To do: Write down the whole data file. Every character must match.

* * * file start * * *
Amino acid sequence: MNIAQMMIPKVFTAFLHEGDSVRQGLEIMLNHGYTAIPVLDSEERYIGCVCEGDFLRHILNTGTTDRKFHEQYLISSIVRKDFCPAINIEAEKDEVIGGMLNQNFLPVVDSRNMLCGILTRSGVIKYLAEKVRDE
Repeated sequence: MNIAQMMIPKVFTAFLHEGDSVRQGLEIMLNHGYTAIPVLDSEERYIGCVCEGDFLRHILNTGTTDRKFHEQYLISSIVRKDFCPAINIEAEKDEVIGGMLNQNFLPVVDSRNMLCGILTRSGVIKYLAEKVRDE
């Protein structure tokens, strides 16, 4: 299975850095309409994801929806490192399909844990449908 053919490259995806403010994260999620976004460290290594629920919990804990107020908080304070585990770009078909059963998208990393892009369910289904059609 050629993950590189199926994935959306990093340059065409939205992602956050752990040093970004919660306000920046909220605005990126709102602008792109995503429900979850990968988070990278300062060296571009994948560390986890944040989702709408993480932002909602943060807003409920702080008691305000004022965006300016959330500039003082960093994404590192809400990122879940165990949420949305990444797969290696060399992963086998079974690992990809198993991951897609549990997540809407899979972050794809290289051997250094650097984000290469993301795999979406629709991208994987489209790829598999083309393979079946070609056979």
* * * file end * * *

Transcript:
Amino acid sequence: MNIAQMMIPKVFTAFLHEGDSVRQGLEIMLNHGYTAIPVLDSEERYIGCVCEGDFLRHILNTGTTDRKFHEQYLISSIVRKDFCPAINIEAEKDEVIGGMLNQNFLPVVDSRNMLCGILTRSGVIKYLAEKVRDE
Repeated sequence: MNIAQMMIPKVFTAFLHEGDSVRQGLEIMLNHGYTAIPVLDSEERYIGCVCEGDFLRHILNTGTTDRKFHEQYLISSIVRKDFCPAINIEAEKDEVIGGMLNQNFLPVVDSRNMLCGILTRSGVIKYLAEKVRDE
């Protein structure tokens, strides 16, 4: 299975850095309409994801929806490192399909844990449908 053919490259995806403010994260999620976004460290290594629920919990804990107020908080304070585990770009078909059963998208990393892009369910289904059609 050629993950590189199926994935959306990093340059065409939205992602956050752990040093970004919660306000920046909220605005990126709102602008792109995503429900979850990968988070990278300062060296571009994948560390986890944040989702709408993480932002909602943060807003409920702080008691305000004022965006300016959330500039003082960093994404590192809400990122879940165990949420949305990444797969290696060399992963086998079974690992990809198993991951897609549990997540809407899979972050794809290289051997250094650097984000290469993301795999979406629709991208994987489209790829598999083309393979079946070609056979």